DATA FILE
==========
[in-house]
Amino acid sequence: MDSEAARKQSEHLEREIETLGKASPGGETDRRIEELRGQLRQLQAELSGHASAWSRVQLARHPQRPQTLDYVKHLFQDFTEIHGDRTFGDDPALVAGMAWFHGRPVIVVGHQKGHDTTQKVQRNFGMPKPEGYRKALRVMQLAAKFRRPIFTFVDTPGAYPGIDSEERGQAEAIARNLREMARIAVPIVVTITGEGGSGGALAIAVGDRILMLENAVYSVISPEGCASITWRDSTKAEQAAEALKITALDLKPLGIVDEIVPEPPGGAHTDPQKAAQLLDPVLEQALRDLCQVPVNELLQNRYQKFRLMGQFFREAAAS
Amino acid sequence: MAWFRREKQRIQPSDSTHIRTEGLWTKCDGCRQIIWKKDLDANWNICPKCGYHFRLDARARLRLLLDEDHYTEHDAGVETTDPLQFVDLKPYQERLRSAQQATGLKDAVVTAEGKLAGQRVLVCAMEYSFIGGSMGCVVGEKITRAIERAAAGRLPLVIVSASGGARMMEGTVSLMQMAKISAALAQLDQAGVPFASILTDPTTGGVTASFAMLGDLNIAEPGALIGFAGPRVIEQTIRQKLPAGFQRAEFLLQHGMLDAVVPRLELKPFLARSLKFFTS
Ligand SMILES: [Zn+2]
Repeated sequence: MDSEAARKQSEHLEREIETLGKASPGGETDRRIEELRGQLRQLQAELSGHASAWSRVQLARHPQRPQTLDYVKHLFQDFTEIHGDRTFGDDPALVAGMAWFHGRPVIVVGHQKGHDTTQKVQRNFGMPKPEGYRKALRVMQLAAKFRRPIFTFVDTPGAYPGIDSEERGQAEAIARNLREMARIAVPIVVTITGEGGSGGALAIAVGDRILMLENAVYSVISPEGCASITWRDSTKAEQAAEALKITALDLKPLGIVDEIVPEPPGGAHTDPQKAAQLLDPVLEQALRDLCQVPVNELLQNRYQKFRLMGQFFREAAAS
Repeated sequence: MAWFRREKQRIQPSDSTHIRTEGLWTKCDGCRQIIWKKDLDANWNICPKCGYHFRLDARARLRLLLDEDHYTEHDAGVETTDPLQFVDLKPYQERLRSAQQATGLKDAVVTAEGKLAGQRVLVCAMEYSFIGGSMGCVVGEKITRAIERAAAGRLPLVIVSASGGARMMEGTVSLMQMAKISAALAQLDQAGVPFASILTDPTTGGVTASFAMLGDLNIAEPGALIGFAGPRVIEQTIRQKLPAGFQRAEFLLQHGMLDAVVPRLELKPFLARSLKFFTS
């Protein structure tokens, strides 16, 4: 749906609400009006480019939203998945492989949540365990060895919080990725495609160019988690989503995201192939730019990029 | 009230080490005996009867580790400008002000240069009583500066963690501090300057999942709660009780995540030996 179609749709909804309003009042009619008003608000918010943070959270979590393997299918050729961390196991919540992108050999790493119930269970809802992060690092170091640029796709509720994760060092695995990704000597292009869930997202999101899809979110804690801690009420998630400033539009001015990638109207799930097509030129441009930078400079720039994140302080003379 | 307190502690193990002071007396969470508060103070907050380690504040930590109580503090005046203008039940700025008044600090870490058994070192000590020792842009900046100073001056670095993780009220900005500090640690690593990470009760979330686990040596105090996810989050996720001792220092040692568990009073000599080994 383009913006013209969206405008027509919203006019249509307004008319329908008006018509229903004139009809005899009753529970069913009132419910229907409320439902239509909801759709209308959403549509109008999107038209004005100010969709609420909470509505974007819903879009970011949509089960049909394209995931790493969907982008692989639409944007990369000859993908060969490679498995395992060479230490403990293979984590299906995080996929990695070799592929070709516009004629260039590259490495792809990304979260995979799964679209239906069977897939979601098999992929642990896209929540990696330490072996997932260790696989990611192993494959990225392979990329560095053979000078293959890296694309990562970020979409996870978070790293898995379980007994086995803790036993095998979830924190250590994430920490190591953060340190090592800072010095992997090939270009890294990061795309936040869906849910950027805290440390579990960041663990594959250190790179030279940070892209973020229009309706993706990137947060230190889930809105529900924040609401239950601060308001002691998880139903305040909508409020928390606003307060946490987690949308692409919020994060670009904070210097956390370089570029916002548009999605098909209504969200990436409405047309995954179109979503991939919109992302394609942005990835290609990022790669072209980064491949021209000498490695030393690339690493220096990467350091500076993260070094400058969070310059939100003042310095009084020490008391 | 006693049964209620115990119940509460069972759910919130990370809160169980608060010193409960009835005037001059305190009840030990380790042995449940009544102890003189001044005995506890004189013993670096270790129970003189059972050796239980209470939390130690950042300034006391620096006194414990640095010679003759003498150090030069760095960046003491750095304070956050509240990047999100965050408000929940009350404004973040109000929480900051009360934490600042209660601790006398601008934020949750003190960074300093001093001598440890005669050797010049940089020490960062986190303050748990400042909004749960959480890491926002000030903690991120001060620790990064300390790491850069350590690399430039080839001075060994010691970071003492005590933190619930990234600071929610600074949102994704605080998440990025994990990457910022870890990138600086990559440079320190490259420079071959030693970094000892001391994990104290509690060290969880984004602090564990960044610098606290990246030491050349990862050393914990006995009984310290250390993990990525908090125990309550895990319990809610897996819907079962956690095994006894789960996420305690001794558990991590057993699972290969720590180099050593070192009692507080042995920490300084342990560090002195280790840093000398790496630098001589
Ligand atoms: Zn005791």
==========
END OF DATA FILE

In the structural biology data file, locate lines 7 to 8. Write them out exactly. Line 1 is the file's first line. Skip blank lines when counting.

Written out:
């Protein structure tokens, strides 16, 4: 749906609400009006480019939203998945492989949540365990060895919080990725495609160019988690989503995201192939730019990029 | 009230080490005996009867580790400008002000240069009583500066963690501090300057999942709660009780995540030996 179609749709909804309003009042009619008003608000918010943070959270979590393997299918050729961390196991919540992108050999790493119930269970809802992060690092170091640029796709509720994760060092695995990704000597292009869930997202999101899809979110804690801690009420998630400033539009001015990638109207799930097509030129441009930078400079720039994140302080003379 | 307190502690193990002071007396969470508060103070907050380690504040930590109580503090005046203008039940700025008044600090870490058994070192000590020792842009900046100073001056670095993780009220900005500090640690690593990470009760979330686990040596105090996810989050996720001792220092040692568990009073000599080994 383009913006013209969206405008027509919203006019249509307004008319329908008006018509229903004139009809005899009753529970069913009132419910229907409320439902239509909801759709209308959403549509109008999107038209004005100010969709609420909470509505974007819903879009970011949509089960049909394209995931790493969907982008692989639409944007990369000859993908060969490679498995395992060479230490403990293979984590299906995080996929990695070799592929070709516009004629260039590259490495792809990304979260995979799964679209239906069977897939979601098999992929642990896209929540990696330490072996997932260790696989990611192993494959990225392979990329560095053979000078293959890296694309990562970020979409996870978070790293898995379980007994086995803790036993095998979830924190250590994430920490190591953060340190090592800072010095992997090939270009890294990061795309936040869906849910950027805290440390579990960041663990594959250190790179030279940070892209973020229009309706993706990137947060230190889930809105529900924040609401239950601060308001002691998880139903305040909508409020928390606003307060946490987690949308692409919020994060670009904070210097956390370089570029916002548009999605098909209504969200990436409405047309995954179109979503991939919109992302394609942005990835290609990022790669072209980064491949021209000498490695030393690339690493220096990467350091500076993260070094400058969070310059939100003042310095009084020490008391 | 006693049964209620115990119940509460069972759910919130990370809160169980608060010193409960009835005037001059305190009840030990380790042995449940009544102890003189001044005995506890004189013993670096270790129970003189059972050796239980209470939390130690950042300034006391620096006194414990640095010679003759003498150090030069760095960046003491750095304070956050509240990047999100965050408000929940009350404004973040109000929480900051009360934490600042209660601790006398601008934020949750003190960074300093001093001598440890005669050797010049940089020490960062986190303050748990400042909004749960959480890491926002000030903690991120001060620790990064300390790491850069350590690399430039080839001075060994010691970071003492005590933190619930990234600071929610600074949102994704605080998440990025994990990457910022870890990138600086990559440079320190490259420079071959030693970094000892001391994990104290509690060290969880984004602090564990960044610098606290990246030491050349990862050393914990006995009984310290250390993990990525908090125990309550895990319990809610897996819907079962956690095994006894789960996420305690001794558990991590057993699972290969720590180099050593070192009692507080042995920490300084342990560090002195280790840093000398790496630098001589
Ligand atoms: Zn005791």